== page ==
After the storm, a lull of information from the SBC Executive Committee

After the storm, a lull of information from the SBC Executive Committee

After the storm, a lull of information from the SBC Executive Committee

This story now includes significant updates below.

This story now includes significant updates below.

After weeks of making national headlines, the Southern Baptist Convention Executive Committee has gone virtually silent about its internal workings and its relationship to the SBC Sexual Abuse Task Force.

The two top leaders of the Executive Committee — President Ronnie Floyd and Executive Vice President Greg Addison — have resigned in protest over the organization’s trustees waiving attorney-client privilege in the sexual abuse investigation. No public announcement has been made about who is in charge at the Executive Committee as of Nov. 1.

Trustees of the Executive Committee have continued to meet almost weekly, but those meetings have been either in closed session or not livestreamed as with the earlier series of more contentious meetings about waiving attorney-client privilege.

Baptist Press, which is part of the Executive Committee staff, published a brief report Nov. 10 about that day’s trustee meeting. That report said trustees had “received updates on the progress of the Sexual Abuse Task Force,” as well as on the search for new legal counsel, since the SBC’s longtime law firm also quit in protest of the terms of the sexual abuse investigation.

Of that investigation, Executive Committee Chairman Rolland Slade of California told BP: “The investigation getting off to a smooth start is important.”

While the task force has established its own website to give periodic updates — which were frequent and transparent during the earlier debate — nothing new has been posted to the site in five weeks.

While the task force has established its own website to give periodic updates — which were frequent and transparent during the earlier debate — nothing new has been posted to the site in five weeks.

BP also reported that the Nashville law firm Bradley is now assisting the Executive Committee as it collects documents related to the sexual abuse investigation, which is being conducted by the firm Guidepost Solutions, which reports directly to the task force.

Nearly 20% of the Executive Committee’s 86 trustee slots are now vacant, mainly due to the 16 trustees who resigned because of the vote to waive attorney-client privilege. Another trustee had resigned earlier in the year for other reasons, and yet another trustee recently died. That leaves a current total of 68 trustees.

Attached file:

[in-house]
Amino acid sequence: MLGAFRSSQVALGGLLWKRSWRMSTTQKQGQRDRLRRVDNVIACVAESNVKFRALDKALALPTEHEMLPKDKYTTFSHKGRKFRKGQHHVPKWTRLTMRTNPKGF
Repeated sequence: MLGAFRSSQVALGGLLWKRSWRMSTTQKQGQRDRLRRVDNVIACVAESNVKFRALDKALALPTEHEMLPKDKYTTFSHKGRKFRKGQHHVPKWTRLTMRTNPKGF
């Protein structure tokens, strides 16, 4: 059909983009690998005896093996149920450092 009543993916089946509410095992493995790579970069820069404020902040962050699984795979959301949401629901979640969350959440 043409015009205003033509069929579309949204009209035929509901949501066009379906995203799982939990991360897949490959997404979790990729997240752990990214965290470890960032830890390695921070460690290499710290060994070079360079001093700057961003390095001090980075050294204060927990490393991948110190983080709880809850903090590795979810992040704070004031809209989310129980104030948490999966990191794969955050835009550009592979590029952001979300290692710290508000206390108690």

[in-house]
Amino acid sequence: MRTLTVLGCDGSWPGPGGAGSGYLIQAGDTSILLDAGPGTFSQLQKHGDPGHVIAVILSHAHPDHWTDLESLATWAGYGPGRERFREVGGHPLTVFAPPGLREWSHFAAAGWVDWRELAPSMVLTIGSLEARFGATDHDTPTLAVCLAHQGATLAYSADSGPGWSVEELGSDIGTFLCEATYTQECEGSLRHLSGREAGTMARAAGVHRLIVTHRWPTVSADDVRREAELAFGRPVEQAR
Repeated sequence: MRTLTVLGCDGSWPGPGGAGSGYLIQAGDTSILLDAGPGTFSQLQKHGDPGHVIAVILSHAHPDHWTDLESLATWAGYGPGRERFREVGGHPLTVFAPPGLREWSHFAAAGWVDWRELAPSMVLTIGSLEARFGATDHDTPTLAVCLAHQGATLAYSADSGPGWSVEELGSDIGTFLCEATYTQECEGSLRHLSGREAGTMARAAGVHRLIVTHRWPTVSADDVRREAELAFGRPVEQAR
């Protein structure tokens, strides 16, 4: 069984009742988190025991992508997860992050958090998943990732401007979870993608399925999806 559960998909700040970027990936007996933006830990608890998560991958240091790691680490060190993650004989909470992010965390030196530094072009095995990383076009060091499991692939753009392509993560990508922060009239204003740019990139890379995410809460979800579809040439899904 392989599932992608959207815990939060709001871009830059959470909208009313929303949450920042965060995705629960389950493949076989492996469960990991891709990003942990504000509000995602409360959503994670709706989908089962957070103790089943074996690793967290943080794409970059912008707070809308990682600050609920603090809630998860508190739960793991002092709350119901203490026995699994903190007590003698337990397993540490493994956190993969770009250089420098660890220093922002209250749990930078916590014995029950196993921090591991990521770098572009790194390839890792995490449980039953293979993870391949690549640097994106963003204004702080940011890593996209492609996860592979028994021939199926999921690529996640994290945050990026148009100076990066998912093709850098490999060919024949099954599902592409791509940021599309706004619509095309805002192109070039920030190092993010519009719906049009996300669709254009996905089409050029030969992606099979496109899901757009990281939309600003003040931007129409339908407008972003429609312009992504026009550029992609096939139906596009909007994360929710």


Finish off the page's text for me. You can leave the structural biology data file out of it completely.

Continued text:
By the standards of most nonprofit boards, the Executive Committee board of trustees is enormous. That is due to a structure that provides representation from all the state and regional conventions that relate to the SBC.

While Floyd’s departure previously was reported by BNG, Addison’s resignation had not been reported. He had served in the newly created role only since October 2020, brought on board by Floyd after his own hiring in April 2019.

Addison previously served as associate executive director of the Arkansas Baptist State Convention for six years. He is a lawyer and ordained minister, having served two Arkansas congregations.

UPDATE: Soon after this BNG story was posted, the SBC Sexual Abuse Task Force posted an update to its website. It explained that a letter of engagement has been signed and Guidepost Solutions has begun its official work.

“Significant progress has been made in the weeks since the contract was signed,” the task force reported. It detailed four specific actions:

  • The task force and Guidepost submitted an “initial document request” to the SBC Executive Committee and has “received and reviewed relevant materials provided on a rolling basis. Document production continues.”
  • Guidepost has “received and reviewed relevant documents and other information from independent sources, including survivors and witnesses.”
  • Guidepost has “conducted numerous interviews with survivors, witnesses and current and former (Executive Committee) members and staff. Guidepost values all survivors’ input and information, but in order to avoid re-traumatization, Guidepost will not affirmatively reach out to any survivor.”
  • Guidepost has “conducted background research using publicly available resources, including the review of pertinent legal documents and media reports.”

The update reiterates a request for survivors, witnesses, and members of the SBC community to contact the investigative team directly by emailing .

“Guidepost created a secure file serve for people to upload documents directly,” the task force said. “Guidepost can offer confidentiality to witnesses if desired. All survivor information will remain anonymous unless Guidepost is otherwise instructed by the survivor. No one except the Guidepost team has access to the information that is provided during the investigation.”

 

 

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